Multicore CPUs are here to stay. It’s hard to buy a computer these days that doesn’t have multiple cores. The system I’ve been dealing with most often (Xbox 360) has 3 CPU cores. My desktop Windows machine has 4 cores. Even my laptop is a dual-core machine.
The challenge for developers is utilizing that processing power effectively. One advantage to programming a console like Xbox 360 is that you’re always guaranteed to have 3 cores, each with two hardware threads. That means you can write your game to have six threads and know that those threads will always be running independently. PC game programmers have a larger challenge, because they can’t rely on having multiple cores. Even if they do detect multiple cores (see the CoreDetection sample in the most recent Dec 2006 release of the DirectX SDK), not all CPU cores are created equal. From a performance standpoint, the difference between a hardware hyperthread and an independent CPU can be drastic.
No matter what platform your game is running on, it’s likely that you’re considering using multiple threads. That’s good. The important thing is not to go overboard when it comes to threading. I’ve talked with developers that want to have dozens of active simultaneous threads. That can make a lot of sense on paper, but when it comes to real-world performance, a massively threaded architecture is almost certainly a mistake.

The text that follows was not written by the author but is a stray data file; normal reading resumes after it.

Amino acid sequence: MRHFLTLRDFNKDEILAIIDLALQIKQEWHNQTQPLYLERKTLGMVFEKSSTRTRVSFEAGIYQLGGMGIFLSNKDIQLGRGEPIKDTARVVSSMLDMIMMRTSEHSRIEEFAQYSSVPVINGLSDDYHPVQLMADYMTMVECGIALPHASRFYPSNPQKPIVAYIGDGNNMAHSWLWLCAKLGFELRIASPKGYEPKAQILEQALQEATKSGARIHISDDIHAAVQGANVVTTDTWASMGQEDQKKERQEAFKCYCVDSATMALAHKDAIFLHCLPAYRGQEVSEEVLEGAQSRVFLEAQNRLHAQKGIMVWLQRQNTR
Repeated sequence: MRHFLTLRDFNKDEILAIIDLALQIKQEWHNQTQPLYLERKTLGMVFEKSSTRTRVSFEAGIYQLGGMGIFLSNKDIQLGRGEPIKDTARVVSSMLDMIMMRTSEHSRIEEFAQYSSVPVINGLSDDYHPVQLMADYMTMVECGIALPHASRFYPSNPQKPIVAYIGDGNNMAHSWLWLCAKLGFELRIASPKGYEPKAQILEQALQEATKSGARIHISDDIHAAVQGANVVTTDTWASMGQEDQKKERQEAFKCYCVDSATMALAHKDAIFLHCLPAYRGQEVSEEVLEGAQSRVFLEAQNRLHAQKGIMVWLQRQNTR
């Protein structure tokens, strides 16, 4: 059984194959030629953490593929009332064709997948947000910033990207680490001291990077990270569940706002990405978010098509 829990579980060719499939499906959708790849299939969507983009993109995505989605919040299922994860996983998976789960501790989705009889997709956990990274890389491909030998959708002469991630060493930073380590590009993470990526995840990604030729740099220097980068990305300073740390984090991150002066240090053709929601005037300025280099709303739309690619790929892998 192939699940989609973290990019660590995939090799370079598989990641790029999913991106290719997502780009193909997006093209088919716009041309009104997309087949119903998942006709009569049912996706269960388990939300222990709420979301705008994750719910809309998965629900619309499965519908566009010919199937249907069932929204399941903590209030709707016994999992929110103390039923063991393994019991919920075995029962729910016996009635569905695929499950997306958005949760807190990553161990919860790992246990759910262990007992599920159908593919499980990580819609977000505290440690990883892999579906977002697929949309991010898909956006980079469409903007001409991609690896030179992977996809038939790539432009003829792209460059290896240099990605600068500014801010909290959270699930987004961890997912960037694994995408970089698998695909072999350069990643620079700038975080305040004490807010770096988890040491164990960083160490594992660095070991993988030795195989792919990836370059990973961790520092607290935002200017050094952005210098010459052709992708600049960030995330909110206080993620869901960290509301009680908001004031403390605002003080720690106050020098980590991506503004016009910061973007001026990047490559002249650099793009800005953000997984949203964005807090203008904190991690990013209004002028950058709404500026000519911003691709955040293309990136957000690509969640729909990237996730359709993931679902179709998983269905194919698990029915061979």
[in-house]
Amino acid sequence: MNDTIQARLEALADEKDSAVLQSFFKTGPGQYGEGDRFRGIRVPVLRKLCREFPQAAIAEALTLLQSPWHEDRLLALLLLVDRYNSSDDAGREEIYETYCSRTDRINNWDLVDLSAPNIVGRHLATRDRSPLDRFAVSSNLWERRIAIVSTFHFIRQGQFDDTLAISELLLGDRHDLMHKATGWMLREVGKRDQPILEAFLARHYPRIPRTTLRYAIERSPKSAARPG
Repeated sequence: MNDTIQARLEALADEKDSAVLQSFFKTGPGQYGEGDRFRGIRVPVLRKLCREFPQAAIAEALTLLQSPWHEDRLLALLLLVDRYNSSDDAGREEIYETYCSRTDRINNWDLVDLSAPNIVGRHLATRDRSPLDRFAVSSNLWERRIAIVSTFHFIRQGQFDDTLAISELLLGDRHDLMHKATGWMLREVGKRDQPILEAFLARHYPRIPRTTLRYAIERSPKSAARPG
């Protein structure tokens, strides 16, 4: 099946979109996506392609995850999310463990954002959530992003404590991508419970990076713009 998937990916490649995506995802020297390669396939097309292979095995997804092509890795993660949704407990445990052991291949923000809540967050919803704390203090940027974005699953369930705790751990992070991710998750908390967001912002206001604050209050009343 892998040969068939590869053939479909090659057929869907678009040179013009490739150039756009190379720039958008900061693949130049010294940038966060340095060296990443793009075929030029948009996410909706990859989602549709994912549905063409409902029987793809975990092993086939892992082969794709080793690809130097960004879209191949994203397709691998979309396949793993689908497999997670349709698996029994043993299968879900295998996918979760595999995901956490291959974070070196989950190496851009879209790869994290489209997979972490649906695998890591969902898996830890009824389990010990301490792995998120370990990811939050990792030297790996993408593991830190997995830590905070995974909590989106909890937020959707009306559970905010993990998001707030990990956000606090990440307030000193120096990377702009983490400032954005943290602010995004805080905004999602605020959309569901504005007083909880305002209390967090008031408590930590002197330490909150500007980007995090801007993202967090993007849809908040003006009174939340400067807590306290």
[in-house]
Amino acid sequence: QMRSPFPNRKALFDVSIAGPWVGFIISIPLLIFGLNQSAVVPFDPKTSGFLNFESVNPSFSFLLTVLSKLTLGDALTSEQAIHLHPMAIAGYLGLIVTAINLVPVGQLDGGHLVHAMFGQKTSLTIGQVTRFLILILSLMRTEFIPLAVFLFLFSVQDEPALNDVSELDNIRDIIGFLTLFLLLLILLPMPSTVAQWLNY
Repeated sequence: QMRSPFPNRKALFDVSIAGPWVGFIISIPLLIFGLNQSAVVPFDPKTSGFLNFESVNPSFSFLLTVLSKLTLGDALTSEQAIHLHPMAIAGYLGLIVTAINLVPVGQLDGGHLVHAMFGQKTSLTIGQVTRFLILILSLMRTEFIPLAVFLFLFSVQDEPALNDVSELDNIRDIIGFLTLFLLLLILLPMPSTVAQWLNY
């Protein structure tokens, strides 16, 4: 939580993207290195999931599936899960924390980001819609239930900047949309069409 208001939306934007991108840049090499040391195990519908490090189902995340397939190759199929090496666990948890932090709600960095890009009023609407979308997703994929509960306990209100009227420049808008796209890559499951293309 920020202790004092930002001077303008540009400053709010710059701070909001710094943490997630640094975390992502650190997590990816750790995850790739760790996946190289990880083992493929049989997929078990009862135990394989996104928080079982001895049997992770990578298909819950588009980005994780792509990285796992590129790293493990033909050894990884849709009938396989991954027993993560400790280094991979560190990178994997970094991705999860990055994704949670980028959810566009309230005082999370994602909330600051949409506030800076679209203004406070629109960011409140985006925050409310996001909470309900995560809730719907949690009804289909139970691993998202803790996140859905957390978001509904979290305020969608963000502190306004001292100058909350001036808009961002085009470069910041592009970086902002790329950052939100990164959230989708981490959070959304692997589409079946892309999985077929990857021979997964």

The other key point about game multithreading is reducing your synchronization points. Thread synchronization will be a significant bottleneck if you do it too often. What’s too often? More than a few times per frame. We generally suggest your ultimate goal should be to synchronize once per frame. Perhaps unobtainable, but a goal worth striving for. This guideline leads to systems that are generally multi-threaded at the feature level. For instance, many Xbox 360 games have a primary game thread, a graphics thread (submits commands to the GPU), an audio thread, and perhaps a decompression or file I/O thread. Depending on the title, it’s not unusual to have game-specific threads for performing compute-intensive tasks like physics simulations (e.g. cloth), particle effects or lighting effects.
For PC games, the best way to think about threads is in the context of "how can I use any additional processing power to make the game look (or sound) better." On a single-core machine, your clouds may be pre-rendered and particle effects might be limited. On a dual-core machine, your clouds might be procedurally generated and particle effects could be much more visually appealling. They key is using that additional processing power not to add gameplay elements, but to enhance the experience for those customers who have better hardware.